The article, Stitched up the Robots, makes clear that the R2B phenomena is being disrupted by the rise of the robots (to use the phrase of Martin Ford's popular book: https://tinyurl.com/yaddyov3, and may, over time, unsettle this profound feature of the globalisation phenomenon.

The FT article is here: https://tinyurl.com/yb4735xy

Please read the article and post thoughts/comments in reply.

In Solidarity

Ian


Tuesday, 18 July 2017

Labor

Dear Colleagues,

Another short post sent whilst in the midst of writing-up my thesis (and today hold-up at the British Library) and to plug a new book. I have been reading and re-reading a lot of the output of Andrew on labour geography (here's his profile: http://tinyurl.com/yb6kd7u8) and for those unsure of what it meant by labour geography, Herod states:

The notion of “spatial praxis” is firmly on the intellectual agenda in human geography. The making of the economic and social landscape in particular ways is now recognized as being fundamental to the articulation of political power (cf. Harvey, 1982; Soja, 1989; Lefebvre, 1991). In this paper I argue, however, that whilst they recognize landscapes are socially constructed, many economic geographers and theorizers of the geography of the capitalist space-economy — both mainstream and Marxist — have tended either to ignore the role of workers in making the economic geography of capitalism or have frequently conceived of them in a passive manner. Although during the past two decades economic geographers have generated a considerable literature which seeks to understand how capital attempts to make the geography of capitalism in particular ways to facilitate accumulation and the reproduction of capitalist social relations, there has been much less work which examines and attempts to theorize explicitly how workers actively shape economic landscapes and uneven development. Labor’s role in making the economic geography of capitalism has been rendered largely invisible by the analyses both of traditional mainstream neoclassical economic geographers and also, ironically, by many Marxists, for both approaches primarily present economic geographies devoid of workers as active geographical agents. Second, and following from above, I wish to return agency to workers in the literature on the development of economic geographies. This means conceptualizing labor not merely in terms of “factors” of location or the exchange value of “abstract labor” but to treat working class people as sentient social beings who both intentionally and unintentionally produce economic geographies through their actions — all the while recognizing that they are constrained (as is capital) in these actions.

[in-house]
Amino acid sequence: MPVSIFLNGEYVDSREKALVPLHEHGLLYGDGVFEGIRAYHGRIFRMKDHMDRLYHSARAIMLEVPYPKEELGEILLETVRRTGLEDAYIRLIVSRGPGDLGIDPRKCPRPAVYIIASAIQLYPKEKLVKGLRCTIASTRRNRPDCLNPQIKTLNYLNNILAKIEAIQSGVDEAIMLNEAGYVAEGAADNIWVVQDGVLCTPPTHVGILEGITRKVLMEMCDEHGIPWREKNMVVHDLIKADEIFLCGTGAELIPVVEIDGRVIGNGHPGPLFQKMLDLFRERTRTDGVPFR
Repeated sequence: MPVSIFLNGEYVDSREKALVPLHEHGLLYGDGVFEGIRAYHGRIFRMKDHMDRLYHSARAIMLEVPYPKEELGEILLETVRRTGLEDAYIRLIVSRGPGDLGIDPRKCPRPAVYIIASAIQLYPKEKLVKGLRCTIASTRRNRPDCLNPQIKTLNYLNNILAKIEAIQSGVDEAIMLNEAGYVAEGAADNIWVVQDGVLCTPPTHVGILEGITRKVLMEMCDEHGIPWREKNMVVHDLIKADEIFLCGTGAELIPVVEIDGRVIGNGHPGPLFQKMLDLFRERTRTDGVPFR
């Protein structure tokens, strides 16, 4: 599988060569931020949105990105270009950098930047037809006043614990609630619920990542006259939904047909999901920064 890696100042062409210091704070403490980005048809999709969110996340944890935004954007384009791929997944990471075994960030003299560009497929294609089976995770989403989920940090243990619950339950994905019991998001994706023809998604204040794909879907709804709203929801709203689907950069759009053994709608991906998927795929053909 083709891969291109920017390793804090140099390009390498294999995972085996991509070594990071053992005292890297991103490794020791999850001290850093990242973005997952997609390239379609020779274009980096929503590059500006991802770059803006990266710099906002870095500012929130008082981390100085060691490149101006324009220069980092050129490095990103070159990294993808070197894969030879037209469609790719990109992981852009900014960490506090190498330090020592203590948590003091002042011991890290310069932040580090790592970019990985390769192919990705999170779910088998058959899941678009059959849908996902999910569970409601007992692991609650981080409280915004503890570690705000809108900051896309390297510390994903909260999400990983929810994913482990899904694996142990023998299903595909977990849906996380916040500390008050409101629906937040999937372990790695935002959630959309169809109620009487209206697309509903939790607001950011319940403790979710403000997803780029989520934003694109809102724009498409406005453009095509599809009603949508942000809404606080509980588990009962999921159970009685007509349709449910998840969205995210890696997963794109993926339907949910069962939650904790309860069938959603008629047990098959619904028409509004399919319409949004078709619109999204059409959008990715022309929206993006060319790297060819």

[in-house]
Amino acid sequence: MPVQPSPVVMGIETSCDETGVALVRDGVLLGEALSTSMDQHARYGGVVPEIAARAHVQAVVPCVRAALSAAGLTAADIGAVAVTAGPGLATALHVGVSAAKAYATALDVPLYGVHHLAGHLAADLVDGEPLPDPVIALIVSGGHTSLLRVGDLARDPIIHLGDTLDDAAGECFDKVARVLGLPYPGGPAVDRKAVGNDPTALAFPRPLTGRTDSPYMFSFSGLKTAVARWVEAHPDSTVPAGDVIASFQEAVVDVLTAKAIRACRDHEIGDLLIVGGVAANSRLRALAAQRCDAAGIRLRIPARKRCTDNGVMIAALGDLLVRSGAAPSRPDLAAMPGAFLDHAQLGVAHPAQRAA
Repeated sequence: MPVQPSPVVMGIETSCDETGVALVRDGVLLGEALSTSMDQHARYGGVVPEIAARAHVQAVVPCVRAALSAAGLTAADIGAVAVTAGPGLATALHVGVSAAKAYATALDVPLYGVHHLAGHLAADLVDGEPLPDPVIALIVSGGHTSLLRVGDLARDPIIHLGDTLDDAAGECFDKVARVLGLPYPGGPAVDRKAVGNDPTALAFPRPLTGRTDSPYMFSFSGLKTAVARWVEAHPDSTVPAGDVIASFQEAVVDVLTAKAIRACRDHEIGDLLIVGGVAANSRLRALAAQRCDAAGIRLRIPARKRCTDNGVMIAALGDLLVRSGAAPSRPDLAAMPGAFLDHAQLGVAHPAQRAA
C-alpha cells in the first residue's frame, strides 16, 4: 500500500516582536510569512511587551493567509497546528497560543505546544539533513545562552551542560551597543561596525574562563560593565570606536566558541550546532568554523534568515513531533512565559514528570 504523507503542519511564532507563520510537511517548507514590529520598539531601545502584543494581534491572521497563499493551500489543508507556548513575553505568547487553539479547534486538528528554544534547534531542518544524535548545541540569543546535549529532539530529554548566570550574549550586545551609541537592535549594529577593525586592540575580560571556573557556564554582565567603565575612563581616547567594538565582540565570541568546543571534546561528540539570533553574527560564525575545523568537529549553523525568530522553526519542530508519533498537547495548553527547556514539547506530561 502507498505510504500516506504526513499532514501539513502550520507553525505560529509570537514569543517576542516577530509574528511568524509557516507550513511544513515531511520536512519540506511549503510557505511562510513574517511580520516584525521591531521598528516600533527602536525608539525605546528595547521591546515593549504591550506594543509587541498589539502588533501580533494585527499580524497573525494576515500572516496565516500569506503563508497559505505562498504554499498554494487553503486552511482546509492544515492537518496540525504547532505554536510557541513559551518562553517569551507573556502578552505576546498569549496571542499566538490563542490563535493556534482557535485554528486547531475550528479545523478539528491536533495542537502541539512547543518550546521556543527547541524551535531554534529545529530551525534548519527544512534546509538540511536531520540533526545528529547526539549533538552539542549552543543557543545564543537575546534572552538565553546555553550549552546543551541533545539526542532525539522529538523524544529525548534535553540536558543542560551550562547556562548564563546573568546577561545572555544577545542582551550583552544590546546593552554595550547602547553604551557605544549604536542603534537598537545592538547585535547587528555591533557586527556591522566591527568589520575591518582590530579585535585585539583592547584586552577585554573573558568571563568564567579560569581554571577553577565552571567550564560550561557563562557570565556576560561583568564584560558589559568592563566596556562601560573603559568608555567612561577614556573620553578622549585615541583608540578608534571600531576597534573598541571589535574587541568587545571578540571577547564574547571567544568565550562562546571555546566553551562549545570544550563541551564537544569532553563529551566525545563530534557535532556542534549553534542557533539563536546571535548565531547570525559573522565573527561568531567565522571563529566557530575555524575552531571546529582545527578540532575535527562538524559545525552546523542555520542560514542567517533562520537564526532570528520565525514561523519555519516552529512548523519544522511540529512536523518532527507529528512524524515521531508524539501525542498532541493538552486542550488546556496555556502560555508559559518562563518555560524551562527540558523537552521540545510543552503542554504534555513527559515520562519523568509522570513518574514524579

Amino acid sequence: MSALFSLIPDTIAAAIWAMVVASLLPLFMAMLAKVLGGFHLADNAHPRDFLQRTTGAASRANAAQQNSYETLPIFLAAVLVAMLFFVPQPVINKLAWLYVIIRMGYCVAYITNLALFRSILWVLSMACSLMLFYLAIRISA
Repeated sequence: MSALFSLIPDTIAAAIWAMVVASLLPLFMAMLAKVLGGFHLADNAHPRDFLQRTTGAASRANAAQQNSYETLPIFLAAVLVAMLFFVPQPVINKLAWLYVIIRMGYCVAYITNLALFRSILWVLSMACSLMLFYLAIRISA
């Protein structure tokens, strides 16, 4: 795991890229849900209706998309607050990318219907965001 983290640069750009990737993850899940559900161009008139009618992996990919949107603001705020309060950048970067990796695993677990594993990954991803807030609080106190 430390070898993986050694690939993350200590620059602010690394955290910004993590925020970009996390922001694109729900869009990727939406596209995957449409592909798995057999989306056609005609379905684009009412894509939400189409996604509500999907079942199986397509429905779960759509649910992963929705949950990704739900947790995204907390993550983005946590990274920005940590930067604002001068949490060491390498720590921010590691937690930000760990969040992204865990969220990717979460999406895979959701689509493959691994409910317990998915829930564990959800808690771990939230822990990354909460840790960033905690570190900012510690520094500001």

If interested you can read the entire article here: http://sites.middlebury.edu/igst404/files/2014/01/Herod-Labors-Spatial-Fix.pdf

Herod's focus on labour geography is an important feature of characterising a new labour internationalism and alongside issues of worker and activist agency, has been critical to my thesis.

It is in the context of agency and Herod's focus on "working class people as sentient social beings" that Herod has approached his new book, which will be published in October by Wiley: http://eu.wiley.com/WileyCDA/WileyTitle/productCd-0745663869.html

The blurb for the new book reads:

Labor is the source of all wealth. Without workers, the world's natural resources cannot be transformed into finished goods and services cannot be delivered. Labor, though, is a uniquely important resource for the very simple reason that working people have sentience. Whilst a business might seek to employ workers in much the same way as it does any other resource, unlike these other resources labor is capable of altering its own conditions of existence and so of challenging how it is used by others. In this book, Andrew Herod offers an original and wide-ranging analysis of labor as a multi-faceted and truly global resource. Opening with a rich overview of the migration streams and demographic trends that have shaped the planetary distribution of labor, he goes on to explore how globalization and the growth of precarious work are impacting working people's lives. A wide range of examples is examined to illustrate the ongoing struggles faced by workers worldwide – from forced labor and child labor in West Africa's cocoa and southeast Asia's shrimping industries to the labor practices affecting so-called 'knowledge workers'. Herod concludes by surveying some of the ways in which working people are taking action to improve their lives, including forming trade unions and other labor organizations, occupying factories in places like Argentina and Greece, and establishing anti-sweatshop campaigns. This book is a must read for anyone interested in understanding the state of labor in today's global economy.

Looks like a fascinating book and at £14.99 for the paperback, relatively cheap to purchase - and much, much cheaper than similar texts on the plight of the global working class.

If you do get your hands on a copy please post your thoughts in response to this post.

In Solidarity

Ian